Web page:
AIG Withdraws From US Climate Action Partnership
Dow Joes Newswire
February 6, 2009
WASHINGTON -- American International Group (AIG), the beleaguered insurance giant rescued from an imminent failure by federal tax dollars, has withdrawn its membership from the U.S. Climate Action Partnership, the company said Friday.
The move follows queries from U.S. lawmakers about why the firm was funneling taxpayer money into the influential organization that's lobbying Congress to pass legislation that would ax greenhouse gas emissions.
"It is entirely appropriate for AIG to withdraw from USCAP," said Rep. Joe Barton, R-Texas, who initiated the inquiry. "American taxpayers now own 80% of AIG and they should not have to fund its lobbying efforts to make cap-and-trade a reality," he told Dow Jones Newswires in an email.
Cap-and-trade legislation would mandate an increasing limit on greenhouse gas emissions, and create a market to buy and sell pollution credits.
Barton, a ranking member of the Energy and Commerce Committee, is an outspoken critic of the move by Democratic leaders to cut greenhouse gases by at least 80% from their 1990 levels by 2050, saying such a law could cripple the economy and put U.S. companies at a competitive disadvantage.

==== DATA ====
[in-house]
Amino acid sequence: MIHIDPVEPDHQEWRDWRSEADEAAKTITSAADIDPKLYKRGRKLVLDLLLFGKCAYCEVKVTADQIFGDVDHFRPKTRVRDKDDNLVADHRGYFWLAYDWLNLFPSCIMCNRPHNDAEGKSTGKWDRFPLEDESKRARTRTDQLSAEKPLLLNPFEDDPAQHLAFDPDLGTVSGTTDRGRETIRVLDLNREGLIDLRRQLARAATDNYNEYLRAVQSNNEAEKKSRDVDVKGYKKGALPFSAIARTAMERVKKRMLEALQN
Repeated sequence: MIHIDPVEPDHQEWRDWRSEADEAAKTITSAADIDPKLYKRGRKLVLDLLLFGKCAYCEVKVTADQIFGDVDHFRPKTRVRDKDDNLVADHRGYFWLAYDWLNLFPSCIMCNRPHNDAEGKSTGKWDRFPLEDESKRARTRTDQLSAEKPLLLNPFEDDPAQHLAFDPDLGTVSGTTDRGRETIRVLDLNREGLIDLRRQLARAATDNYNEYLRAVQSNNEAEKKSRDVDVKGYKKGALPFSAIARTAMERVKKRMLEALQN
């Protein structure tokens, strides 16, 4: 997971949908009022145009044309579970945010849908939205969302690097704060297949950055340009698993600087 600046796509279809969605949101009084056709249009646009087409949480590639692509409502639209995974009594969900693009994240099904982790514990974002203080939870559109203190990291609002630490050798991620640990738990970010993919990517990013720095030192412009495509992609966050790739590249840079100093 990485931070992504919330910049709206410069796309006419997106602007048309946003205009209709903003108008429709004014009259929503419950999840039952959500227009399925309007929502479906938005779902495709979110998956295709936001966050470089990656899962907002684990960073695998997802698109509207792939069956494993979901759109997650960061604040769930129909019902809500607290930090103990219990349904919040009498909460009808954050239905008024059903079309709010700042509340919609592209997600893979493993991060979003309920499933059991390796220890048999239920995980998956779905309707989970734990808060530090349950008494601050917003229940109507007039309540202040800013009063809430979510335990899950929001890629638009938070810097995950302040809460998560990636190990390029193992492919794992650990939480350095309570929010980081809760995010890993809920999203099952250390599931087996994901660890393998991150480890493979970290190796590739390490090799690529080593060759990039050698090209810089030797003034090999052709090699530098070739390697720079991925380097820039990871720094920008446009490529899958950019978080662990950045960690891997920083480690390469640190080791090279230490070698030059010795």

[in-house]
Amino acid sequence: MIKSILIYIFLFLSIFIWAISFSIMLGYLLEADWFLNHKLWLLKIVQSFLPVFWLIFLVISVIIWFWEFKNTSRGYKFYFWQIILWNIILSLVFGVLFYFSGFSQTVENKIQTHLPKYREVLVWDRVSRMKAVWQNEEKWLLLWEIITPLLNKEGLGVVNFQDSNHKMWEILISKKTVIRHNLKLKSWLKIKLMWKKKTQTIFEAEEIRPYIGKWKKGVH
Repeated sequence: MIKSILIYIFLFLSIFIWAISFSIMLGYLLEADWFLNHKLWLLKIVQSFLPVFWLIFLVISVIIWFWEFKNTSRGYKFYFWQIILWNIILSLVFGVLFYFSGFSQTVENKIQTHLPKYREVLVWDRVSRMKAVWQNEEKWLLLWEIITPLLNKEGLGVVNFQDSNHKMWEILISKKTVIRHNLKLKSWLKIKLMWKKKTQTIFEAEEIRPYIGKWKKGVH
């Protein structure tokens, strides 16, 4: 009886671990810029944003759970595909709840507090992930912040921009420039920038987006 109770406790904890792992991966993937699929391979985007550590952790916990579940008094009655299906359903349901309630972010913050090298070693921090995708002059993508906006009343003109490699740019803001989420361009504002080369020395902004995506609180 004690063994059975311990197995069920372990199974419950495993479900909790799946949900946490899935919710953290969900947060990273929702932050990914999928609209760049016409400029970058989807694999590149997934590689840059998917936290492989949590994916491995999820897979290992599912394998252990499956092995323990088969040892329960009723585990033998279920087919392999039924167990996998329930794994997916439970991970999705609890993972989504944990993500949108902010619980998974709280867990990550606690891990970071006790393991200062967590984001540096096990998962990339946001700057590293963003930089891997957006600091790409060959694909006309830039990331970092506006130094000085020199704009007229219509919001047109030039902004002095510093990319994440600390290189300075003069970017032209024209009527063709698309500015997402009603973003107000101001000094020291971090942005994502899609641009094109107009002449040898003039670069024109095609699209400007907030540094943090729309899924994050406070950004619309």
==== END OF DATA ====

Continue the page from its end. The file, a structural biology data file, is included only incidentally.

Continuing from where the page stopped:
AIG spokesman Joseph Norton said in an email that the firm wasn't changing it's position on cap-and-trade legislation.
The insurance industry stands to gain from the creation of a potential multi-trillion dollar market in insuring climate change policies that could range from protection for potential weather-related incidents to liability for carbon dioxide storage leakage.
"This decision does not reflect any change in AIG's views on the mission of USCAP," Norton said. "However, we have concluded that participation in USCAP is not consistent with the spirit of AIG's decision to suspend federal lobbying activity."
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